One of my favorite parenting authors, Heather Shumaker, introduced me to her phrase “We need to take off our adult lens” and it has really stuck with me. She reminds us we often assign adult motives and agendas to our children’s words and behavior. Not only are they generally not capable of that higher level thinking (what many parents call manipulation) but doing so prevents us from seeing things from our child’s perspective. When our children are young, it can be very difficult to see things from their perspective. As I like to say, I don’t care what color mug you give me as long as it has coffee in it. But for a toddler, the color of the cup can be incredibly important. For toddlers, their world is very small and what appear to be little things to us are quite big to them. Finding ways to see things from the vantage point of your children is a skill and like all skills, it requires practice and awareness.

I recently had a couple of opportunities in my own family where I felt the way my 8 year old daughter has both shown me and told me she has felt in the past. If I’m being honest with you (I always am), I hadn’t really understood or seen it when she told me. I had listened, empathized, and acknowledged her feelings but I hadn’t really “gotten” it.

My husband and daughter share a few mutual interests which delights me to no end. They are huge Harry Potter fans. He’s read all eight of the books to her twice. They love Harry Potter trivia and Harry Potter jokes. They make references that go totally over my head. I read the first three books when they came out over twenty years ago and since I currently can’t remember what day it is – I have basically no recall. Don’t get me wrong, I love that they have this common love. They also love the Avatar series and having watched all of the shows, they are onto the books. Earth bending, air bending, etc. Might as well be Greek to me.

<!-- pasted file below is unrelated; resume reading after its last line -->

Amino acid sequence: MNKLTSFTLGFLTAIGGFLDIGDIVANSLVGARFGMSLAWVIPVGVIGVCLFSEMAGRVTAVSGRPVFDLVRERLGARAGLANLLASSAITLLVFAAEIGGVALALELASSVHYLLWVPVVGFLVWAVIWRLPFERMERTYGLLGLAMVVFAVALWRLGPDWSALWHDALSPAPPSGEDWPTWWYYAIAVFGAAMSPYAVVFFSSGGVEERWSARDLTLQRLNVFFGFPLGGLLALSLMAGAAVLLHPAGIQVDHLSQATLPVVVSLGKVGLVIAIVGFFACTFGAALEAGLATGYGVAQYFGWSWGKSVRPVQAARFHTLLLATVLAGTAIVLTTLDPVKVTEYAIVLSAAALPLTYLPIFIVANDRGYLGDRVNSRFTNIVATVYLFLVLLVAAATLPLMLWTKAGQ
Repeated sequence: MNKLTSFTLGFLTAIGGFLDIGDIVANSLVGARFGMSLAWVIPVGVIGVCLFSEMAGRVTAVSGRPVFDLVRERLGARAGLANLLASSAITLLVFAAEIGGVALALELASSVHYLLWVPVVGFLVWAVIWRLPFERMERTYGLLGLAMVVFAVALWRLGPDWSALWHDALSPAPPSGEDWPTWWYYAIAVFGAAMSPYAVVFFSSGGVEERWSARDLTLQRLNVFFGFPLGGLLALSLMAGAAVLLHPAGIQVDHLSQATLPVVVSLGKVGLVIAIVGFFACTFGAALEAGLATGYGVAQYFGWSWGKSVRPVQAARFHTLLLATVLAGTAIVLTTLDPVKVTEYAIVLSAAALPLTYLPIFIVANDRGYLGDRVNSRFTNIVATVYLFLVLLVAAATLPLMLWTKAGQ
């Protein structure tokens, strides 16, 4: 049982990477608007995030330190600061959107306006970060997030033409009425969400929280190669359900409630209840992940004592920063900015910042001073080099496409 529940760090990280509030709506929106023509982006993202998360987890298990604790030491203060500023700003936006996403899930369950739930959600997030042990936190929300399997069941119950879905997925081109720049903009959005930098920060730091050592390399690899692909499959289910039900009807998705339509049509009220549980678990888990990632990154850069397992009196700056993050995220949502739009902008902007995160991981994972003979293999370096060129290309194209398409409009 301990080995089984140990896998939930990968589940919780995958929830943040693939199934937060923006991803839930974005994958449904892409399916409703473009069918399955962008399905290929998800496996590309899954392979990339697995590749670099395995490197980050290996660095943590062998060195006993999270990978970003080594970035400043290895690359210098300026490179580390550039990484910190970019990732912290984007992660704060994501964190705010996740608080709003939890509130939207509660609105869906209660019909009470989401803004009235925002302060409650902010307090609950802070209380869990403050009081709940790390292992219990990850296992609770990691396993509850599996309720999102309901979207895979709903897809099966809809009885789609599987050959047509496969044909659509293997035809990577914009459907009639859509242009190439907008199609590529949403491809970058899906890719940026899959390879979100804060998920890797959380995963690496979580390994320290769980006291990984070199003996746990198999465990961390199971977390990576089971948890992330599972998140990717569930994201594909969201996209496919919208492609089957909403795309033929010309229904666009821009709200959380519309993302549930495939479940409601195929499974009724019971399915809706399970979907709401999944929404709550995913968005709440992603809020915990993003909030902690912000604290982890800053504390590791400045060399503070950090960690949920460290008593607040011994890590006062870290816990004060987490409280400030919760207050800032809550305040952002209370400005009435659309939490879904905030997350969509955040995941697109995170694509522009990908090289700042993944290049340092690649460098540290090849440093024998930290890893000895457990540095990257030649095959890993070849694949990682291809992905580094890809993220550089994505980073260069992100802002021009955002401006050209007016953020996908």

Recently, we were having dinner as a family and they were just chatting away about Harry Potter and Avatar. I was sitting there eating dinner and feeling a little salty. As I suggest to the parents I work with, I checked in with myself. “What’s going on, Lisa?” “What’s underneath that edge?” Our behavior is also communication, just like our children’s. I sat with the feelings and then I realized, “OH! I feel LEFT OUT.” Then, I felt a little silly because I am 44 years old and quite honestly, I have no interest in Harry Potter or Avatar. But feelings aren’t always rational and logical. They are just feelings.

Then I was able to reflect upon the times my daughter had told me that she felt left out – when her father and I were talking about something she didn’t know about or times with her peers when they were doing the same thing. In those moments, I hadn’t really understood how she felt or even why she felt that way. But now I did. These moments of awareness help us really see things from our child’s perspective and then they help to diminish the judgment or frustration. Your child isn’t trying to annoy you or manipulate you or be difficult. They are just having feelings and just as it is hard for the vast majority of adults to recognize them, they don’t yet have the skills so they “act out” their feelings. We all do.

Where do you struggle to see things from your child’s perspective? If you struggle with this, reach out. I’m here to guide and support you.

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